I have a page torn from the October 2010 issue of Cooking Light that has been in and around various rooms in our house. I see it most when I’m not interested in it, wedged between food magazines stacked at the end of the sofa, sticking out from between the pages of one of the cookbooks I’ve been leafing through, or inserted next to the telephone with take-out menus and reminders of dentist appointments. The now wrinkled page is from The Hungry Traveler section and sports a recipe on each of its sides, but I have paid little attention to one of them because the salad is what originally caught my eye. It had all the right flavors in it for what I thought was a special occasion salad — one served on a holiday. I suppose it caught my eye because I’d been making a salad somewhat like it for years, but there was a bit of a different spin on this one, and so I tore it out before tossing the magazine in one of my manic magazine thinning moments.
I’ve never been able to completely understand how this happens. So many bits and pieces of our lives are tucked here and there — or not — and are so much more important, yet are lost. We took the time to put them in a special pile of special things so we could put a finger on them in a second when needed, priding ourselves for our organizational skills. But when we need them, we can’t find them. Clearly, a file folder isn’t our idea of being organized. Perhaps I should rethink the entire thing, allowing the important things to also slip between magazines or beneath the sofa, trusting that when needed, they’d miraculously appear.
So why this salad?
I think it was the dressing. I’m always ready to try something light and flavorful, but different than our usual citrus vinaigrette — if you can call it that. We squeeze citrus over our salads before drizzling extra virgin olive oil and call it dressing. But once in a while, I do enjoy actually making dressing and this one included dried apricots. When I first read it, I thought the apricots were mixed into the salad because that’s what I’ve done over the years — their bit of sweetness mixed with the other ingredients is wonderful. I was wrong, and when I finally looked carefully realized the apricots are blended in.
What a delicious difference.
I suppose I should be thankful the torn page has not been lost or I’d have never realized my mistake. And I’d throw it in the trash at this point, but the recipe on the other side has finally gotten my attention, so I know I’ll have to make that soon to relieve the poor page from its duty.
The dog days of summer seemed to have passed us by this year without ever actually arriving, unless you consider the phrase to have more to do with one’s lethargy than hot, sultry weather. The windows are open, and from time to time, chilly breezes waft through the house forcing me to don a sweater but I acknowledge that it’s worth not having to tolerate the excessive heat everyone else seems to be dealing with this year. I prefer cool weather and this morning, we’re shrouded in fog, with large puffs of it lazily slipping past the kitchen window. It feels more like spring than summer on most days, and so of course daydreams abound and hours pass with much less accomplished than I like to admit. Even cooking has had little appeal, odd if you’re someone like me who measures life in food years. Is there such a thing?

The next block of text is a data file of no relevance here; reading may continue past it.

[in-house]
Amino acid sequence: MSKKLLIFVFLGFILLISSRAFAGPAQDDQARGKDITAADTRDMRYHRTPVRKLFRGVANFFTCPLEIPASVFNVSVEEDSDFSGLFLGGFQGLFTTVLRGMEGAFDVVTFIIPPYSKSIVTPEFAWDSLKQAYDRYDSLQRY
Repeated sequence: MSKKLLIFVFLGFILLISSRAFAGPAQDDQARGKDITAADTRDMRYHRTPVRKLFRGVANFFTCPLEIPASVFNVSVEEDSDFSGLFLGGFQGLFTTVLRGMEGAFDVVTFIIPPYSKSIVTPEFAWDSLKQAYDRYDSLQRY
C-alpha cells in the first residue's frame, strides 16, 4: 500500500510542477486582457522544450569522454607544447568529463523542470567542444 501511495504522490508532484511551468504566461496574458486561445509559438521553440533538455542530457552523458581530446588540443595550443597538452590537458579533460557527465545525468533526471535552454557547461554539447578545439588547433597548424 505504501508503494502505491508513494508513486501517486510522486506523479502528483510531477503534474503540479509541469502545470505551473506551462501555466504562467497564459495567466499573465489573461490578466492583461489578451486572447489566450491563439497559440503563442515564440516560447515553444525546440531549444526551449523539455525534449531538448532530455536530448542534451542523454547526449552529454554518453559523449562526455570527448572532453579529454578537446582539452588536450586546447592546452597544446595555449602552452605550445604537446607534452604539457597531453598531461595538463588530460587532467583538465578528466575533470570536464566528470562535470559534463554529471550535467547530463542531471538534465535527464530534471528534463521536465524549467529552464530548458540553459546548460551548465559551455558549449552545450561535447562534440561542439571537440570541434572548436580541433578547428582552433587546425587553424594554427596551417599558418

It would seem then, that dinner should be something cool and light to share with those sweltering in a too hot summer. And for me, it should be something to work on slowly as thoughts come and go, with no particular focus. Unlike other tasks begun and left to be finished in a day or so, at least I know dinner will happen. It will be flavorful, fresh, and worth every single bite.
Like a BLT, without the bread.
The weather here has been remarkable for the past few days with temperatures reaching nearly 80. Blue skies stretch on forever, and because it's so dry, visibility is about as clear as I've seen it in a while. I've had the patio door open during the day, and a few windows open at night to move the air around and keep the house from getting stuffy.
But wonder of all wonders?
I actually got off my rump and went for a walk today, pounding the asphalt of my old route back and forth through the neighborhood across the street — the one that affords me a breathtaking view of the San Diego skyline, Mission Bay, and the beach each time I make it to the end of a street. Down the hill and back takes me about 45 or 50 minutes, and I'm proud to say that although I haven't walked for more than a month — make that two – everything seems just fine. No aches or pains — yet. When I got back home, I put a salad together just for me.
Although I finally broke down yesterday and went to the grocery store for some produce and other necessities, I did have half a butternut squash in the fridge left over from the scarlet runner bean soup I made last week.
Wait. Squash in a salad?
That's what I thought until I saw the piece in next month's issue of Food & Wine in "Six Hearty Winter Salads." The Butternut Squash Salad with Hazelnuts had my name all over it. And if you're too chilled about the prospect of a salad in the wintertime — it's a warm salad.
How can you refuse? Mumbling about not liking squash doesn't count.